The career of Alan Kitching has a trajectory all its own, with no antecedents and few pretenders to his throne. There are other designers who have reinvented themselves as artists – Karl Gerstner, Richard Paul Lohse and Barbara Kruger among them – and retained some of the formal processes they learned while working at the coalface of commercial practice.
There have also been many artists, such as Tom Phillips, Rosalie Gascoigne, Jenny Holzer and Lawrence Weiner, who have made words and letters the central element of their work, and, over the past century, concrete poetry and prose have found a place within the multidisciplinary context of contemporary art.
Kitching’s work lies in a kind of parallel art world, even though his editions hang in private collections and on the walls of galleries. Student designers get excited when they discover his maps and posters on social media sites. The burgeoning enthusiasm for such dying arts as letterpress (along with bicycles and old-fashioned barbers) within the “hipster” community has provided a new fan base for Kitching’s prints as examples of an arcane craft. His talks to advertisers, illustrators, web designers and other “creatives” sell out quickly, and the sight of his big letterpress posters causes gasps of approval.
Something of an outsider
Yet Kitching has neither a secure slot within the matrix of the international art world, nor a comfortable place within the pantheon of British design and graphic art. Since 1994 he has been a member of the elite international community that is the AGI (Alliance Graphique Internationale), but he has long been something of an outsider, though certainly not an “outsider artist”.
During the early part of his career Kitching was undoubtedly a valuable part of the British independent graphic design scene, as defined (in part) by books such as Seventeen Graphic Designers: London (1963), The Dictionary of Visual Language (1980), Richard Hollis’s Graphic Design: A Concise History (2001) and Rick Poynor’s Communicate (the catalogue for the exhibition curated by Poynor at the Barbican in 2004).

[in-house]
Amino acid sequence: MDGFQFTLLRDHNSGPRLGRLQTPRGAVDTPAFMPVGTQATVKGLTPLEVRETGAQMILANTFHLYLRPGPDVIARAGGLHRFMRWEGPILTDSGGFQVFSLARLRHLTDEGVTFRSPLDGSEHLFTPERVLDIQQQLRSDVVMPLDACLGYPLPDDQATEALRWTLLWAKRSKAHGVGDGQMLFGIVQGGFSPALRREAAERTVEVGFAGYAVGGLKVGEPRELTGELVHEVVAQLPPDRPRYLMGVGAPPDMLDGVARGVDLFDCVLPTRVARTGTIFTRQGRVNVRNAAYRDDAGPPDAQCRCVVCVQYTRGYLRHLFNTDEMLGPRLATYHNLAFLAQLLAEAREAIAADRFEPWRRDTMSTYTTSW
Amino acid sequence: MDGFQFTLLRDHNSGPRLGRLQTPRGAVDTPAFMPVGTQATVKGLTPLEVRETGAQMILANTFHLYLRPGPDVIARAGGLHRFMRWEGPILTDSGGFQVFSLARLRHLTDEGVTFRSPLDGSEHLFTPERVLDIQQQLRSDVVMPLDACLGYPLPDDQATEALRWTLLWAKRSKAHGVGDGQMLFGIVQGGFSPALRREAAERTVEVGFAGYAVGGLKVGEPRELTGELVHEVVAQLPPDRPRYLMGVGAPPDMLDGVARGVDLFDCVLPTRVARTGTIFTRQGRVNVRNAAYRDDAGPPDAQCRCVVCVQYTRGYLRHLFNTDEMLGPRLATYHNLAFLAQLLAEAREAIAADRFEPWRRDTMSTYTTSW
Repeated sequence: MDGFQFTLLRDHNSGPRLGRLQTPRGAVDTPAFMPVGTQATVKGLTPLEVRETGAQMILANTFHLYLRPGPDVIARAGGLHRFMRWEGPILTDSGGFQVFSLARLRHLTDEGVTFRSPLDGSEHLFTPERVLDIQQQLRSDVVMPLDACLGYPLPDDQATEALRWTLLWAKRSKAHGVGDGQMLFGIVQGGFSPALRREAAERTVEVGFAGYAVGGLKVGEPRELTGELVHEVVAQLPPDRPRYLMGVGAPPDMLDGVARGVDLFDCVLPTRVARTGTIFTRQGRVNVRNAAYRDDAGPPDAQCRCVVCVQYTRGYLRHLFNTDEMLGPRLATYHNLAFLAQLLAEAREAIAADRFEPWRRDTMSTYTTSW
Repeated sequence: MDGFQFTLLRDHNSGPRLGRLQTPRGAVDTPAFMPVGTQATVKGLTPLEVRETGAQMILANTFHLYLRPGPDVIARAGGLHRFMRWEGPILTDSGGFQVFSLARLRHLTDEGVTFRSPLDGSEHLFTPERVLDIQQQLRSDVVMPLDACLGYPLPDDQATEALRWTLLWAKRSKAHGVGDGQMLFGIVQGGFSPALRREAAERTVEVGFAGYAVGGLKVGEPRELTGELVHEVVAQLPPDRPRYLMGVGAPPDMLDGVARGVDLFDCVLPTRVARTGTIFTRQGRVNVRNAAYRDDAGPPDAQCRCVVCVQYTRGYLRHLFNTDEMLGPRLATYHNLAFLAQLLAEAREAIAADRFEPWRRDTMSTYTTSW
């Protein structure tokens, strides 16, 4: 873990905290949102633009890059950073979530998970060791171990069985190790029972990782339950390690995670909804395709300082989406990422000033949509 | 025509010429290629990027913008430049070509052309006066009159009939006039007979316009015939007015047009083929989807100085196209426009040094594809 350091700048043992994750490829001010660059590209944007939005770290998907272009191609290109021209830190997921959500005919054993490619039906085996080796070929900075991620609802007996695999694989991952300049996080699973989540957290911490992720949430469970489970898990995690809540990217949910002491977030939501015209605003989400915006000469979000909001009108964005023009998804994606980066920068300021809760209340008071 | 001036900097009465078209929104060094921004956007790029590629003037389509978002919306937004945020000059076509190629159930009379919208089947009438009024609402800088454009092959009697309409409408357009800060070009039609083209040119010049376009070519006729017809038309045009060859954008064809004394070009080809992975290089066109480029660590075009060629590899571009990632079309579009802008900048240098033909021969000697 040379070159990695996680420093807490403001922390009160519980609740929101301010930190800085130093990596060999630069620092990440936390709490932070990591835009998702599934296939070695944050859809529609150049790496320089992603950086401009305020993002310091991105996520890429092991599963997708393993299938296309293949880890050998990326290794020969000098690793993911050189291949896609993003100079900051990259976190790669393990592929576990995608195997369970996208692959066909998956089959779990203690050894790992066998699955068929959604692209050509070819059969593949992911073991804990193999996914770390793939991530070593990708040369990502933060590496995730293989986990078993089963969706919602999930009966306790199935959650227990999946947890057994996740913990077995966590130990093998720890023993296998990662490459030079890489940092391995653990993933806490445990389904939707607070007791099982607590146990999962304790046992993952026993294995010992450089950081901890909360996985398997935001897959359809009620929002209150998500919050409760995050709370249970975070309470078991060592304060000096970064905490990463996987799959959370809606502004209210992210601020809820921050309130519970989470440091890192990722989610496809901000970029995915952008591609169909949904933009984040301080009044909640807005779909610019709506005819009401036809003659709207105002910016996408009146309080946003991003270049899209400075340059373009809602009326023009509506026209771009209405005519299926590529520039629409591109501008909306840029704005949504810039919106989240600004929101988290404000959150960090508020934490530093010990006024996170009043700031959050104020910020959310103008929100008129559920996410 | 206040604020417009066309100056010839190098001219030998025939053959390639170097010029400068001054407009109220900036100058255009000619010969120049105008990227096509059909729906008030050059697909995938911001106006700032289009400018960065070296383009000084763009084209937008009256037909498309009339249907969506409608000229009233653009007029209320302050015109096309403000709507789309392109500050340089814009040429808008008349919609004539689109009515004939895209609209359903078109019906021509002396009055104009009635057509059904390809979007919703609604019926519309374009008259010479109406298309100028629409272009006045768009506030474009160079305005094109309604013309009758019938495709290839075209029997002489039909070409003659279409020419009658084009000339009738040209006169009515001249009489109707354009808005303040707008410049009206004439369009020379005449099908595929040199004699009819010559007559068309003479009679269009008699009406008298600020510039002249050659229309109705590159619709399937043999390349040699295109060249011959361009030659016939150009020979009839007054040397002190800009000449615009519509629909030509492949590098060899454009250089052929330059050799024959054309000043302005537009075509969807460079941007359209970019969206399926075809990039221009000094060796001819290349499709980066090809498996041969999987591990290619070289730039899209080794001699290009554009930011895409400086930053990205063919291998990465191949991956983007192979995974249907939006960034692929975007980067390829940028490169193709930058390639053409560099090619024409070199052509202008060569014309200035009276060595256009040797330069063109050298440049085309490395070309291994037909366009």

For more than two decades, Kitching was a quiet presence on the London scene, standing at Anthony Froshaug’s elbow, teaching, printing and laying out texts while the newly recognised practice of graphic design established roots in the sophisticated analogue culture that spanned the time from the swinging 1960s to the yuppie 1980s.
Instantly recognisable – rarely repeated
Kitching’s natural skill, his blunt but likeable personality, his intelligence and his shrewdness ensured that when he went it alone, he was not cast adrift. Despite some hard times in the early days of The Typography Workshop, his old friends rooted for him and his teaching activities meant he acquired new friends and acolytes in the increasingly digital world of the 1990s.
His practice has blossomed. His accomplished and visually arresting prints are instantly recognisable, yet he rarely repeats himself: his best work always pushes towards some new goal or undiscovered aspect of the compositional tools at his disposal. Like any decent designer, he interprets his commissions with intelligence and flair; like any good artist, he reflects the temper of the times.
Setting words that need saying
The transition of mass culture from analogue to digital, the slow and expensive shift to new technology that began in the 1980s and continues to this day, has caused a tidal wave of creative noise, a rush of invention and activity in which totally new skills, attitudes and talents have arisen within the general confusion and chatter. The sheer volume of material, of text and texture, type and image, pattern and visual splatter that is produced and processed daily surpasses anyone’s ability to understand it.
Anyone with a poem, a political slogan or an advertisement can share their message through the myriad channels that run through the World Wide Web – a medium that did not exist when Kitching decided to abandon conventional design and “go and print”. When he was young, the only way to disseminate the written word was through printing; every word went through the hands of a compositor like himself.
A sense of the power and responsibility invested in this position has stayed with Kitching throughout his career. He has always sought to set words that need saying: names, information, Shakespeare, headlines, poetry and maps. The beauty of his letters always serves the meaning of the text.
Taking control of old technology
Kitching’s practice is made special by his ability to wrest powerful pieces of communicative artwork from an industrial process whose original use has been superseded. He savours the act of composition, the details of spacing and justifying metal type, the imaginative inking of huge woodletters.
Despite the hard-won skills that enable him to create immaculate impressions on paper surfaces, the type and forme and press and paper are ultimately the means to a number of different ends.
In much the way that young practitioners now harness new technology to their own visions, Kitching has grown as a creative designer and artist by taking control of old technology – letterpress printing. In his hands, The Typography Workshop is a complex and subtle instrument: his brushes, paint and easel; his film set; his orchestra.
Alan Kitching: A Life In Letterpress by John L. Walters is published by Laurence King and only available from its website. Limited Edition £75, Collector’s Edition £200.